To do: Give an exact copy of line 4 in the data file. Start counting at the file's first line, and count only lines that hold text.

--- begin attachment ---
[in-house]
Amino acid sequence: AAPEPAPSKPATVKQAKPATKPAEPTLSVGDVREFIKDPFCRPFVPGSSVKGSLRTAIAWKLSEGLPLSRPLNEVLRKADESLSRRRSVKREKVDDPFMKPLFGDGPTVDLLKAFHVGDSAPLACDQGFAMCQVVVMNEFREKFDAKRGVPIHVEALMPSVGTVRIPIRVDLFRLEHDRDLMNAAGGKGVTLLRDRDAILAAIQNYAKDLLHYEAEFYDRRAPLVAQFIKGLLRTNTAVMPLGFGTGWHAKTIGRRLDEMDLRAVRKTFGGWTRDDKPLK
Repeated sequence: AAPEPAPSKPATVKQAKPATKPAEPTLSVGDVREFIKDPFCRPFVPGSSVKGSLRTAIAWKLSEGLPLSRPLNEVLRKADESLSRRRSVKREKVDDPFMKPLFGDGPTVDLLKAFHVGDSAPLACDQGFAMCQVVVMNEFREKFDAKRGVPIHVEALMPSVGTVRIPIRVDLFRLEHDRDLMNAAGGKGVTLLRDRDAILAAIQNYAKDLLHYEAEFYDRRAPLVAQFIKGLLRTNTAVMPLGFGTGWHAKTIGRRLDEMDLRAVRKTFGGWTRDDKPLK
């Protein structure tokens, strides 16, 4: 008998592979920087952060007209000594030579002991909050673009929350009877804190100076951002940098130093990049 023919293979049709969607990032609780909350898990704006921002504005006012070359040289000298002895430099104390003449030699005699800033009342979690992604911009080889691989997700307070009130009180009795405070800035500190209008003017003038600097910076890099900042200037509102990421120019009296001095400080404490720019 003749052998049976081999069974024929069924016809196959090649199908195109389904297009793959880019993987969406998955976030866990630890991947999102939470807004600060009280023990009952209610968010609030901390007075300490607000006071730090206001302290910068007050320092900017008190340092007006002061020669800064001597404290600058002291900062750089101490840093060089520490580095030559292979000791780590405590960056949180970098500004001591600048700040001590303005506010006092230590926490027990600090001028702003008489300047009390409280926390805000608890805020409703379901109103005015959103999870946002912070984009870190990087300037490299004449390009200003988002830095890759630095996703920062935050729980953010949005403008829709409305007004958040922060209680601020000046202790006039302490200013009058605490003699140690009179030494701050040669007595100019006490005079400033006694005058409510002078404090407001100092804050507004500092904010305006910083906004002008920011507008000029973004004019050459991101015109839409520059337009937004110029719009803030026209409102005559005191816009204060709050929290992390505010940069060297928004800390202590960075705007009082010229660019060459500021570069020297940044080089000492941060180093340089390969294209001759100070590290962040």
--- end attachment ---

């Protein structure tokens, strides 16, 4: 008998592979920087952060007209000594030579002991909050673009929350009877804190100076951002940098130093990049 023919293979049709969607990032609780909350898990704006921002504005006012070359040289000298002895430099104390003449030699005699800033009342979690992604911009080889691989997700307070009130009180009795405070800035500190209008003017003038600097910076890099900042200037509102990421120019009296001095400080404490720019 003749052998049976081999069974024929069924016809196959090649199908195109389904297009793959880019993987969406998955976030866990630890991947999102939470807004600060009280023990009952209610968010609030901390007075300490607000006071730090206001302290910068007050320092900017008190340092007006002061020669800064001597404290600058002291900062750089101490840093060089520490580095030559292979000791780590405590960056949180970098500004001591600048700040001590303005506010006092230590926490027990600090001028702003008489300047009390409280926390805000608890805020409703379901109103005015959103999870946002912070984009870190990087300037490299004449390009200003988002830095890759630095996703920062935050729980953010949005403008829709409305007004958040922060209680601020000046202790006039302490200013009058605490003699140690009179030494701050040669007595100019006490005079400033006694005058409510002078404090407001100092804050507004500092904010305006910083906004002008920011507008000029973004004019050459991101015109839409520059337009937004110029719009803030026209409102005559005191816009204060709050929290992390505010940069060297928004800390202590960075705007009082010229660019060459500021570069020297940044080089000492941060180093340089390969294209001759100070590290962040």